The Mayor Gallery in London has filed a lawsuit against the editorial committee of the catalogue raisonné of Canadian-American artist Agnès Martin, whose minimalist paintings are currently on show at the Guggenheim Museum in New York, until 11 January. The authentication committee namely including the owner of the Pace Gallery Arne Glimcher, representing the artist’s estate, rejected thirteen works belonging to clients from the Mayor Gallery, making them “worthless” according to legal documents. According to the complaint, four collectors purchased these works, all signed by Agnès Martin. Among them, Jack Levy, formerly of Goldman Sachs Investment, thus acquired Day & Night for $2.9 million in 2010, a worked rejected by the authentication committee in 2014. Mayor thus repurchased the work and placed it on sale once again with new proofs of its authenticity. But to no avail, for the piece was once again rejected. The other collectors are Patricia and Frank Kolodny, as well as Sybil Shainwald, who bought works on paper for thousands of dollars, as well as Pierre de Labouchère, who acquired ten paintings for $3.6...

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“Photo-Poetics: An Anthology” at the Guggenheim Museum, New York

From 20 November 2015 to 23 March 2016, the Guggenheim Museum, New York will be holding a group exhibition entitled “Photo-Poetics: An Anthology” exploring the notion of Conceptualism in contemporary photography, particularly focusing on the works of young artists and situating their ideas and works within an historical context. The exhibition will include more than 70 works by ten artists: Claudia Angelmaier, Erica Baum, Anne Collier, Moyra Davey, Leslie Hewitt, Elad Lassry, Lisa Oppenheim, Erin Shirreff, Kathrin Sonntag, and Sara VanDerBeek. It will explore these artists’ approaches to still-life photography, working mainly from their studios to produce works with a choreographed, almost artificial aesthetic focussing on static objects and printed matter, such as magazines, books, and record covers. The spotlight is placed firmly on the central objects, resulting in an image seeping with poetic and emotive meaning, as the intimacy of a person’s belongings or an individual’s words on a page drench the works in nostalgia and sentiment. It is as though the image is a sort of displaced self-portrait which resonates with a wider historical and personal context. These artists employ traditional techniques, such as printing and film to create artist’s books, installations and photo-sculptures. Their “photo poetics” self-consciously explore the unspoken rules of photography and the concepts behind photographic representation. The exhibition is organized by  Jennifer Blessing, Senior Curator of Photography at the Guggenheim Museum alongside Susan Thompson, Assistant...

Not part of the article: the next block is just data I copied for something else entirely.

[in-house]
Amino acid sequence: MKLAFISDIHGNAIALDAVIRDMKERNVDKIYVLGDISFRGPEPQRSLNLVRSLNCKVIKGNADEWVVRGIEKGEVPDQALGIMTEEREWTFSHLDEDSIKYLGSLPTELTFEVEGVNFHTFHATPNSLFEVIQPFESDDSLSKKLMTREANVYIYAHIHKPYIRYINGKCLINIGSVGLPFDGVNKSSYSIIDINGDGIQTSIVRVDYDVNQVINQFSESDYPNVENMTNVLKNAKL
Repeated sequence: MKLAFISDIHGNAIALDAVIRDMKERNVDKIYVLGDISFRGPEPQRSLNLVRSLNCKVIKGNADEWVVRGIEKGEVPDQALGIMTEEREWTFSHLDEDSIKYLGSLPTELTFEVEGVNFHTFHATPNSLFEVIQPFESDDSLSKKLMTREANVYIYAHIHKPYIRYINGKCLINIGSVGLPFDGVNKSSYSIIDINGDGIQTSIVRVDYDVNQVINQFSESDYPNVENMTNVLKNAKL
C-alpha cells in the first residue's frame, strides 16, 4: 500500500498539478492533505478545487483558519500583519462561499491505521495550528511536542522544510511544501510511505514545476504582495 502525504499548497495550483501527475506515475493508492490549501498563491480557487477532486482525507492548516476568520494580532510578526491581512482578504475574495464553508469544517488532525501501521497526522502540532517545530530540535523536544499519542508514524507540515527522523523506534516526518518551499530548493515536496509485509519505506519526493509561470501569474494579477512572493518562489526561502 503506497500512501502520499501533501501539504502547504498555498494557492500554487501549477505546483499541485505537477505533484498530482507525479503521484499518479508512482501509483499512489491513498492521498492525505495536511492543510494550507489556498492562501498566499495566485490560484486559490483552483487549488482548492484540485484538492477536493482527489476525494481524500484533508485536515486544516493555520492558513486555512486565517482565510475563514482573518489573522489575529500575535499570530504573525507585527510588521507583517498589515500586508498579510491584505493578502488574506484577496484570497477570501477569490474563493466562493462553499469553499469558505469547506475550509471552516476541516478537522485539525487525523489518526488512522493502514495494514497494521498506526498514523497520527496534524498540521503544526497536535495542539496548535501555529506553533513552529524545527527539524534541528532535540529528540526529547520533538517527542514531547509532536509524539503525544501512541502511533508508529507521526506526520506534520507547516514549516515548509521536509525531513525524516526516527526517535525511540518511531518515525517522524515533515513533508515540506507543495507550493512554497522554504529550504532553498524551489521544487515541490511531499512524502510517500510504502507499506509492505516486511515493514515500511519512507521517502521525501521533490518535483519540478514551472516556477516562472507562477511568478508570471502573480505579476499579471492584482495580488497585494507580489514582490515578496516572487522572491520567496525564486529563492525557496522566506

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Two new curators appointed at New York’s Guggenheim Museum

As reported by The Art Newspaper, two new curators have been appointed at the Guggenheim Museum in New York to strengthen the institution’s programme concerning contemporary Chinese art. The two new curators are Hou Hanru and Xiaoyu Weng. Hou Hanru will work as a consulting curator for the museum. Prior to this, he was the artistic director of MAXXI, the National Museum of the 21st Century Arts in Rome. Xiaoyu Weng was founding director of Kadist Art Foundation’s Asian programme. The Robert H.N. Ho Family Foundation has donated $10 million to the museum so that it can create a program focussed on contemporary Chinese art and appoint curators who will dedicate themselves to this task. Within this framework, Hou Hanru and Xiaoyu Weng will select a set of works that will be acquired by the museum and shown to the public as part of a group exhibition. Richard Armstrong, director of the museum, believes that these appointments are a real opportunity that “will broaden our curatorial purview.” The Guggenheim Museum’s programme dedicated to contemporary Chinese art organised an exhibition dedicated to Wang Jianwei, which attracted more than 250,000 visitors in October...